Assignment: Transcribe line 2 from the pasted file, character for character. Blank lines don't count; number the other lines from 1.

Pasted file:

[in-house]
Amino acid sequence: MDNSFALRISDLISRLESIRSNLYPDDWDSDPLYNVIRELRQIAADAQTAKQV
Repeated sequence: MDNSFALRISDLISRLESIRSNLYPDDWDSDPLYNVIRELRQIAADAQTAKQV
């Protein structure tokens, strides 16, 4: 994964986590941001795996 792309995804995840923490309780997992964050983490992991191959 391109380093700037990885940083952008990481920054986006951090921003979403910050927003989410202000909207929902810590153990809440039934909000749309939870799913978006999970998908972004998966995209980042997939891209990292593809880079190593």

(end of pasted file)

Amino acid sequence: MDNSFALRISDLISRLESIRSNLYPDDWDSDPLYNVIRELRQIAADAQTAKQV